William Irwin Thompson

Surfing the Web

Artillery shells on the Buddha’s Bamyan cliff,
Talibanic acid flung in the veiled schoolgirl’s face,
Qaeda beheadings taped for a medieval riff
Streamed with the web’s “Allahu Akbar’s” podcast trace.
Words alone among the silences they lattice
in sleepless nights in the world wide web’s tendrils
conjure Fatehpur Sikri’s red sandstone palace
where Islam arched religions with Sufi spandrils.
Akbar’s grieving shade waits in the Diwan, alone.
In Waziristan, CIA drones fly above
in the full moonlight on the huts of sand and stone,
circling coils of the serpent on wings of the dove.
Towers fall; ruins stand. Our oil-derricked lyres
Untune the sky as Gaza burns in brimstone fires.

Choir Boys

Not the organ answering Job out of the whirlwind,
nor the tiny pointed notes of the harpsichord–
metallic and discrete as knights in armories
unfurled and elevated above the clubbed blood
of churlish battle or bones struck on mammoth skulls,
nor the sun’s arteries drained in stained glass truncheons;
bound in cassocks to their claustral occulted place
where priestly functions anoint the choir boys’ throats
in Borborite eucharist older than the Mass,
cherub buttocks lean on the misericord’s hard love
tangled in wings of the dove and coils of the snake
that soon break sunset’s shaft on the rising full moon;
but now the pianoforte in thundering halls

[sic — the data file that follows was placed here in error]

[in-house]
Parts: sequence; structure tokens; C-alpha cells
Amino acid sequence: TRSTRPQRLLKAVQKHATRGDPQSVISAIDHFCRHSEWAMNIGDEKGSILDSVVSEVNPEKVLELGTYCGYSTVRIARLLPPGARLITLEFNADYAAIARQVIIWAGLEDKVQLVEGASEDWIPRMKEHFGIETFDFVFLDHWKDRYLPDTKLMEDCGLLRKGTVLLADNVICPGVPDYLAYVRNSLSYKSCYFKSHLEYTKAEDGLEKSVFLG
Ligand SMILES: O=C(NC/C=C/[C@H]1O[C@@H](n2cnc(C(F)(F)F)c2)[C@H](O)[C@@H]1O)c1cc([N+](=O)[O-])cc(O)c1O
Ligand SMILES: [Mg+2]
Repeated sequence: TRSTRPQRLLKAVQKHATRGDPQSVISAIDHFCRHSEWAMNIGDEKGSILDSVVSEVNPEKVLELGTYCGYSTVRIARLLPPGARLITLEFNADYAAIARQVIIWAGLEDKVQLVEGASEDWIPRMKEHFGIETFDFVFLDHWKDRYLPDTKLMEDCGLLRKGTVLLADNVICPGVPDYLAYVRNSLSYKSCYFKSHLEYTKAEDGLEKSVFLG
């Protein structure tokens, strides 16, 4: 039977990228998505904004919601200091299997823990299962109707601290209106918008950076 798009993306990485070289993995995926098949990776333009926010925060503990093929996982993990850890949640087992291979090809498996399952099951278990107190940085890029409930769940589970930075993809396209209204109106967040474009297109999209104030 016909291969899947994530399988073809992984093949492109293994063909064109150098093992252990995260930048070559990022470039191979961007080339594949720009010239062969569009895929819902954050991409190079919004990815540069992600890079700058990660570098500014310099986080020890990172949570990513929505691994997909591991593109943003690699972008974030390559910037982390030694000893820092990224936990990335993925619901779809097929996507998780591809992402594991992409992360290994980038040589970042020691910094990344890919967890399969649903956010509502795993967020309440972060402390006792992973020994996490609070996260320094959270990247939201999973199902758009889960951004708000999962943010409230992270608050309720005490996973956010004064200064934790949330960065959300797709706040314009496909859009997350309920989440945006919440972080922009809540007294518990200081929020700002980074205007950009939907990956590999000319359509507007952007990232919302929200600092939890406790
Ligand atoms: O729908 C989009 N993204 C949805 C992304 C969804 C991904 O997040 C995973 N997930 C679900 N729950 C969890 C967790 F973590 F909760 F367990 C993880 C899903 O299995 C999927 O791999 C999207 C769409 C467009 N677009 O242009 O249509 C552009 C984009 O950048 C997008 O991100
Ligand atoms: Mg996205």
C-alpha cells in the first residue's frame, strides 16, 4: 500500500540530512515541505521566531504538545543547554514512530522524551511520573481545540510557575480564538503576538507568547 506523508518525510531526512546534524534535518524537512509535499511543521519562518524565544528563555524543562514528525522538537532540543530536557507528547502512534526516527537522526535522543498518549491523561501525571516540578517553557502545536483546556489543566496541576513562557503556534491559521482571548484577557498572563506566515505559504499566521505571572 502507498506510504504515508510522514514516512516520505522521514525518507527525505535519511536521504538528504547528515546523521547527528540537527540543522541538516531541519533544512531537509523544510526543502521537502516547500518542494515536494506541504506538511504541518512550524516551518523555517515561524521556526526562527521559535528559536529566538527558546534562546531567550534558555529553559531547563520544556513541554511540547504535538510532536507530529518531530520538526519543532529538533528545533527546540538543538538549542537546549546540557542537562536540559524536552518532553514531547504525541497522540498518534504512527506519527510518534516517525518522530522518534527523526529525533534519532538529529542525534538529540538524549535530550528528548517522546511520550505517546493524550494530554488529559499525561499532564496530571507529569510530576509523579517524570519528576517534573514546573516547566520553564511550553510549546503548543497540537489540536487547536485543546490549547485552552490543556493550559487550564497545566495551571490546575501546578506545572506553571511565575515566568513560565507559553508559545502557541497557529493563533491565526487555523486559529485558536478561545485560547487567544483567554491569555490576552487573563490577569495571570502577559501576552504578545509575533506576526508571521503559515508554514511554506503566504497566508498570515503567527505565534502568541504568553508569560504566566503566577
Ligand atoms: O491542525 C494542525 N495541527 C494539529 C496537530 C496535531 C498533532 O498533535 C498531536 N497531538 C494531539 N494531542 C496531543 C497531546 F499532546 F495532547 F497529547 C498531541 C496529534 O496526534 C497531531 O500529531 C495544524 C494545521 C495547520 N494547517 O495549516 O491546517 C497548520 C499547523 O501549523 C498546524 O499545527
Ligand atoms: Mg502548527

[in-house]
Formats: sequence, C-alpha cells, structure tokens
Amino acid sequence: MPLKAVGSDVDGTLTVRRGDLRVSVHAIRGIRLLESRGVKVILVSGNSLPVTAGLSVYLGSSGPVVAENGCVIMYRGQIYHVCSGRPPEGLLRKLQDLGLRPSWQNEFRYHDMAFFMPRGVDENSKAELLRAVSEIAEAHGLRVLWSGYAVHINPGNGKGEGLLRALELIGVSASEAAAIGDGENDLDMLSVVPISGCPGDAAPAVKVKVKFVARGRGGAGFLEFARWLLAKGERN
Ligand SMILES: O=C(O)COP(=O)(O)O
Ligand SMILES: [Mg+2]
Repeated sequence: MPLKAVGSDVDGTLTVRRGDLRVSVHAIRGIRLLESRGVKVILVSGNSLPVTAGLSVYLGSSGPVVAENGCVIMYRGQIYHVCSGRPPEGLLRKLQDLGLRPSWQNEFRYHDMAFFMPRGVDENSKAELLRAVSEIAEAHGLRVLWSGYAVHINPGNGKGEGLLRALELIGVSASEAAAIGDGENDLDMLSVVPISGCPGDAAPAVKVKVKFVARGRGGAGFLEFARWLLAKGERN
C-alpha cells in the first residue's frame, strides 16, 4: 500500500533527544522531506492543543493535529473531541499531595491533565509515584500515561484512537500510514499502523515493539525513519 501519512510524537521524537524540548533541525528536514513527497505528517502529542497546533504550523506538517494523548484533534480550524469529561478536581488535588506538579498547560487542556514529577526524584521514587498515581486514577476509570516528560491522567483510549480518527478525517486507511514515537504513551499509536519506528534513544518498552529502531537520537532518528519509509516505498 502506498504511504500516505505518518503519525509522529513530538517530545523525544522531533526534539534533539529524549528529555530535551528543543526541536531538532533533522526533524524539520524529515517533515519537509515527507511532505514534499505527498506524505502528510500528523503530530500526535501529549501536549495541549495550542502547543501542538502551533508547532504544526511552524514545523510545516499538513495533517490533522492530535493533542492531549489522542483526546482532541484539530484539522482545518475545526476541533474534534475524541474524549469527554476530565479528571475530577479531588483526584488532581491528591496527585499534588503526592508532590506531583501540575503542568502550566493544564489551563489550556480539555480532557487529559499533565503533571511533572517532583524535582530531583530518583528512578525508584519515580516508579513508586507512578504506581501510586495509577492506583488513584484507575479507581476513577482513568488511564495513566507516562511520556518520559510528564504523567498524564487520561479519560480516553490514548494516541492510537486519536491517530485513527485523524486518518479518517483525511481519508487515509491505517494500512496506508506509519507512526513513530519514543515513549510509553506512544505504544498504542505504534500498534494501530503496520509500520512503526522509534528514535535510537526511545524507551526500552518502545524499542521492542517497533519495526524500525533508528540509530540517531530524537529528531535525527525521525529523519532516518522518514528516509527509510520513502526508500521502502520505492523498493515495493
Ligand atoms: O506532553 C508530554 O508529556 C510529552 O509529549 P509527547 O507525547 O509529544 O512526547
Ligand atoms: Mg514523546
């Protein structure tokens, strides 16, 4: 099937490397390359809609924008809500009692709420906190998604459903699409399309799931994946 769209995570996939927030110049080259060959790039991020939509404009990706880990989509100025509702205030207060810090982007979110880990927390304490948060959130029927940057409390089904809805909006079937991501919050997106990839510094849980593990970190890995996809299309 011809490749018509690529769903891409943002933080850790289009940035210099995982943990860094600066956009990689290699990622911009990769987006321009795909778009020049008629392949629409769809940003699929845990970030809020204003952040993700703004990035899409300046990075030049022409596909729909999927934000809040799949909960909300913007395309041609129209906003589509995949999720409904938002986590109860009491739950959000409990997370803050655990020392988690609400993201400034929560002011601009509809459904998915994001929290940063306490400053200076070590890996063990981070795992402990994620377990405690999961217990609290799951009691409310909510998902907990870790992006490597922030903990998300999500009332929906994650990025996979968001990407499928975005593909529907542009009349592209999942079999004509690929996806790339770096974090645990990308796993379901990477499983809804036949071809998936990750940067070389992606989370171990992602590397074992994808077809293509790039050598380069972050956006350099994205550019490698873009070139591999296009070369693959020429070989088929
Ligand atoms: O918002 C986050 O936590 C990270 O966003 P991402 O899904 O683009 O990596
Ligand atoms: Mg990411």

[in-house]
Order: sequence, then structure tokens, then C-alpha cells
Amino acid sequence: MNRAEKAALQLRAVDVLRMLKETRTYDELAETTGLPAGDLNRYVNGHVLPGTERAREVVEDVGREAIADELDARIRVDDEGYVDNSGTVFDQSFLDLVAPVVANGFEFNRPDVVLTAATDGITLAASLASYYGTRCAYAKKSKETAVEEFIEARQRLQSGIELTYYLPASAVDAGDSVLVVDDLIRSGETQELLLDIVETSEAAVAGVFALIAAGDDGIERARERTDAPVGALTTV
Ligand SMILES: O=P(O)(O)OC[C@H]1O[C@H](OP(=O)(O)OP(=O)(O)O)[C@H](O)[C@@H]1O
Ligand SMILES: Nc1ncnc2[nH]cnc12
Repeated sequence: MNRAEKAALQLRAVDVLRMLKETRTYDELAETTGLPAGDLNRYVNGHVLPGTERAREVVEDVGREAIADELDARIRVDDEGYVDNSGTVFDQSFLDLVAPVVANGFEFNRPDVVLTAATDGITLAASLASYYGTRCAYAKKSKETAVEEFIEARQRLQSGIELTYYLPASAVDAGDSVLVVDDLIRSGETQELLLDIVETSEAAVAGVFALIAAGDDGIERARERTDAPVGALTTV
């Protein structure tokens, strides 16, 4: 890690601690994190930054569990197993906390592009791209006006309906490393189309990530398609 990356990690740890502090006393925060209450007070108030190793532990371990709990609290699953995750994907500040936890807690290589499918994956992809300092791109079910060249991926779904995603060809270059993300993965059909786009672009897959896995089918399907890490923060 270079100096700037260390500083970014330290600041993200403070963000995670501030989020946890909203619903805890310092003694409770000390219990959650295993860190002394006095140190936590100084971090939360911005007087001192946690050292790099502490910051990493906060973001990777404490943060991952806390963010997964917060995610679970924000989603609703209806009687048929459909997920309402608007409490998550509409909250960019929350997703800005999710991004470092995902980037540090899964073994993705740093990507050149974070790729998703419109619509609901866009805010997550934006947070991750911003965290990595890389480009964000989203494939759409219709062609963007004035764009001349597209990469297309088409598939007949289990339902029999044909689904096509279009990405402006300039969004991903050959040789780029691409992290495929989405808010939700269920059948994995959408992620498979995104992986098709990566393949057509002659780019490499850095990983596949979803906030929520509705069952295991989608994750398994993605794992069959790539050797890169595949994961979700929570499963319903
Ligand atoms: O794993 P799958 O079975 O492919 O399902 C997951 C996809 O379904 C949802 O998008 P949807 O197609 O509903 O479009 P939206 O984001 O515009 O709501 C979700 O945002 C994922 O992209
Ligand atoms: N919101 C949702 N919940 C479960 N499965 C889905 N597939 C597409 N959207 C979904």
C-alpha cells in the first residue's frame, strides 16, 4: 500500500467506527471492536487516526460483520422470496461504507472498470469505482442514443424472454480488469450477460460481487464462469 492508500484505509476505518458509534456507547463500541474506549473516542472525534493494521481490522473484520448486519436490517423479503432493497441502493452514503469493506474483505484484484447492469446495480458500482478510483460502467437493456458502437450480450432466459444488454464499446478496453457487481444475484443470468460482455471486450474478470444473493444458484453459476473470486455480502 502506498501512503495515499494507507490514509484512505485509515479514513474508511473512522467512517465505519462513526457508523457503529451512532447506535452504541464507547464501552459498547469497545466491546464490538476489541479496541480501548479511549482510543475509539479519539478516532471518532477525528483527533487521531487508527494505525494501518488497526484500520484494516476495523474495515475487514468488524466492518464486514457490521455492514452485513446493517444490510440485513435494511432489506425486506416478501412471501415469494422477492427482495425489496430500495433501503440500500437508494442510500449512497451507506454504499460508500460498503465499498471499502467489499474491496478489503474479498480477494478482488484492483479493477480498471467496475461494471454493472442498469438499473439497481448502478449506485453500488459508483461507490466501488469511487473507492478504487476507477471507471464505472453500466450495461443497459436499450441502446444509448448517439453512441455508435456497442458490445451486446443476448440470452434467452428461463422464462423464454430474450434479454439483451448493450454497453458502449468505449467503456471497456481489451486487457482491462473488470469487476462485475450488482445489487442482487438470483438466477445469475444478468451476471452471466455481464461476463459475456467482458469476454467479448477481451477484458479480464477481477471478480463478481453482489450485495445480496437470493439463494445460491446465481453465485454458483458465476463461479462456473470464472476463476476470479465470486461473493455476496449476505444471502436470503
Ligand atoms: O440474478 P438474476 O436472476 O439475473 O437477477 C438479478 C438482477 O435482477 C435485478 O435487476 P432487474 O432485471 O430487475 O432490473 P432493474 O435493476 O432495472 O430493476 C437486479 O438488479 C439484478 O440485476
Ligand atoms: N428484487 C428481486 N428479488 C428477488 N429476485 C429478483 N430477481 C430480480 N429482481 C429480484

breaks the hold in revolution’s noisy applause.

A Dandelion

If a self is formed to favor itself
more effectively than a gest in light
of tender obliging considerate leaves
who’d thrust no place on continental shelf,
nor claim on distant islands their birth right
with seeds clinging to shores in tidal heaves;
if nature born in bacterial spawn
in thermal vents, desert sand, and arctic ice
shows no regard for self-less courtesy–
to play croquet on smoothly leveled lawn,
or gamble without chance with weighted dice,
or cover fists with gloved diplomacy,
this dandelion breaking through concrete
is life’s answer to Buddha’s middle street.

The Ant

Maybe when we look at an ant we’re not
seeing an individual being–
a communist contentedly living
for needs, not hoping for more than he’s got.
Maybe it’s merely one single neuron
in the nest’s highly distributed brain.
Did the learned scientists on Krypton
choose Earth because ants had learned to entrain
the Many in One long before Plato?
The Buddha tried to teach proud, grasping men,
taking Sankhya and turning it to Zen,
that Self was not worth the bother to know.
If by boiling water it turns to air,
maybe hot selves are neurons unaware.